From that point on, whenever I wore the tie I would go out of my way to ask people if they could identity the object depicted on my tie.  Almost without exception people who were under 35 gave answers like 'a swastika', 'a radiation symbol' or my all-time favorite; 'the insignia that Star Fleet officers wore on Star Trek'.

Of course, those of us born before or during the Kennedy administration recognize this yellow object is the little plastic thing-a-ma-jig one used in order to play a 45rpm records on a home phonograph.  If you had a lot of 45s you likely had a big plastic thing a bit thicker than an iPod Mini that fit over the thin metal spindle at the center of the phonograph.  This allowed you to stack up a bunch of 45s and have them drop/play one after the other.  But nearly every household had at least a handful of these , um 'things'.

In fact, unless I'm mistaken, I think I once had a little gun that would shoot these things across a room!  I call them things because I still don't know if they ever had an official name.  I've heard them called 'spiders' and '45 adapters'... but if they had an official name it never caught on.

For those of you who have no meaningful memories before the Carter administration, the reason 45rpm records (also sometimes called 'singles') had a large hole in the center instead of a little one the size of a phonograph's spindle is that they were designed to fit on the big changer arm inside a juke box.

OK...  just stop it!  Your blank stares are just freaking me out!!!

Suffice it to say that this 'thing' is now a small badge of honor that we 'boomers' can wear with pride on our ties... or on our lapels... to remind us that many of the ubiquitous objects we once took for granted are fast becoming anachronisms. 

* one of several definitions for the word 'anachronism' found at WordNet ® 2.0, © 2003 Princeton University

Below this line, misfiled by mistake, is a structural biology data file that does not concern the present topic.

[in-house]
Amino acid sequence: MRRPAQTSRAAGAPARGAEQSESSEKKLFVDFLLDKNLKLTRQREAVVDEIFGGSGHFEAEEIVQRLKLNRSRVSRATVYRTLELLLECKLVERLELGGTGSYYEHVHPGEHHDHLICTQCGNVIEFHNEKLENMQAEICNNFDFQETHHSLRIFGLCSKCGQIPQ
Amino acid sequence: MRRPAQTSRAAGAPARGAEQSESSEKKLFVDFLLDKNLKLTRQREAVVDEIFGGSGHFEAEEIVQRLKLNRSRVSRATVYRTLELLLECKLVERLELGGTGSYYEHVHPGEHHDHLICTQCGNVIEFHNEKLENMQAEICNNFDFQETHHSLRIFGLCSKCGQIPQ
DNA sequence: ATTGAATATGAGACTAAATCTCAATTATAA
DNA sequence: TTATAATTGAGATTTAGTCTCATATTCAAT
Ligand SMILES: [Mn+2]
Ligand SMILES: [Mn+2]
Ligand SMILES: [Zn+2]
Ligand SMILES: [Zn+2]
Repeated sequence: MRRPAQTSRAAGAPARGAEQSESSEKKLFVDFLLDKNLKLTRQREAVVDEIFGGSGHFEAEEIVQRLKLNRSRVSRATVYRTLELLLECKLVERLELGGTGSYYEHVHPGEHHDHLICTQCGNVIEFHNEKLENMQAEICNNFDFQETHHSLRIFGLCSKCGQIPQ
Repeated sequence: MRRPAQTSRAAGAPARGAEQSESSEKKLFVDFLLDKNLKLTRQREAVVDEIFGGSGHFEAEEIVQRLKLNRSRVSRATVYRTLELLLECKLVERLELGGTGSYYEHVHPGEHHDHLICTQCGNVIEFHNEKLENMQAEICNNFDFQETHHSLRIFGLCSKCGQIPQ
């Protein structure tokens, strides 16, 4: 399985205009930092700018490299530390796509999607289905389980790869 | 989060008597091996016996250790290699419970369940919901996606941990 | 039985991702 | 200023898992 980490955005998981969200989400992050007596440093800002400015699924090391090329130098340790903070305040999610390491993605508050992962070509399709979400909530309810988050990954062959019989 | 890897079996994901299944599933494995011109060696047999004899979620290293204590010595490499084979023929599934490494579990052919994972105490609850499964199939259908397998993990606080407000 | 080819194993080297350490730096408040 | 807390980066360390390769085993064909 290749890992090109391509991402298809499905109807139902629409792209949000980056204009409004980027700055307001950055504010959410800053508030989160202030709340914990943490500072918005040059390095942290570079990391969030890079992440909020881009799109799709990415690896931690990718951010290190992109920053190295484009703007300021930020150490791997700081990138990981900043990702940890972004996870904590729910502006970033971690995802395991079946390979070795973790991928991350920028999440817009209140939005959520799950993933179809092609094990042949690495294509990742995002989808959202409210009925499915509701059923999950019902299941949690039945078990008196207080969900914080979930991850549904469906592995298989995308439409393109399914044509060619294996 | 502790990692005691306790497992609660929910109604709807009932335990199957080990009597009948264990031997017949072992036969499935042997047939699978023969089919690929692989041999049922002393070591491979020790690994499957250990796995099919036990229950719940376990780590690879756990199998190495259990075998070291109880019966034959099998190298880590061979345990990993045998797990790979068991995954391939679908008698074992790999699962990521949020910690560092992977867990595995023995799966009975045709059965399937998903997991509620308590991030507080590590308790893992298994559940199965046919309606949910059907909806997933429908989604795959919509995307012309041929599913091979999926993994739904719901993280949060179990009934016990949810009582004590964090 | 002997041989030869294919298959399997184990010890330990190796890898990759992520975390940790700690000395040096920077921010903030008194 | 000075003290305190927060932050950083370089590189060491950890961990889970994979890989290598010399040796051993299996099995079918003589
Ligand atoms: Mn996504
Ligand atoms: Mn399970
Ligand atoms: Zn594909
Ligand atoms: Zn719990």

Posted by David Bogner on April 13, 2005 | Permalink | Comments (30) | TrackBack

Tuesday, April 12, 2005

To blog or not to blog...

You know what they say about free advice...  It's worth every cent!

Consider this a word of advice/caution to anyone who is toying with the idea of starting a blog.  If you are short on time I'll sum up everything that follows in one statement: 

Blogging isn't for everyone!

During the course of the year-and-a-half since I started keeping this journal I have been approached by a few would-be bloggers/journalers wanting to know how to start a successful blog.  This never ceases to amaze me since asking someone how to become a successful blogger really depends on one's definition of success.  Hearing this kind of a question also presupposes that treppenwitz is, in fact a successful blog... a fairly subjective supposition.

However, I noticed this morning that some time during the night treppenwitz received its 100,000th hit... a feat that can't be entirely attributed to crack rats frantically clicking 'refresh' as part of some cruel Internet-behavior experiment.  So perhaps this might be as good a time as any to look back and see if I've learned any lessons worth passing on to would-be bloggers/journalers.

You'll have a chance to toss in your two cents at the end if you're so inclined.

Success:  Define it before you go looking for it!
I should begin by saying that I already considered treppenwitz a success before I even published my first entry.  Some people measure success in numbers... of hits... of comments... or of visitors.  I measured my initial success by the tingly, mildly buzzed sensation I got when I was writing down something that was important to me.   I absolutely loved the feverish, almost possessed way the writing made me feel.  It's a good thing too, because even before I had any readers to speak of, I suddenly had a 'born on' date stamped on every entry... a date that created a constant demand (at least in my mind) for fresh material.

In other words... if you are going to set up a blog, you'd better like the subject matter... and you'd better enjoy the idea of feeding it, because it is always going to be hungry.  The huge number of abandoned blogs floating around the blogosphere with only a handful of half-hearted entries is a pretty good indication of how many people want to adopt a virtual puppy, kitten or bunny... but had no desire to own and care for a full grown virtual dog, cat or rabbit.

The Child That Never Grows Up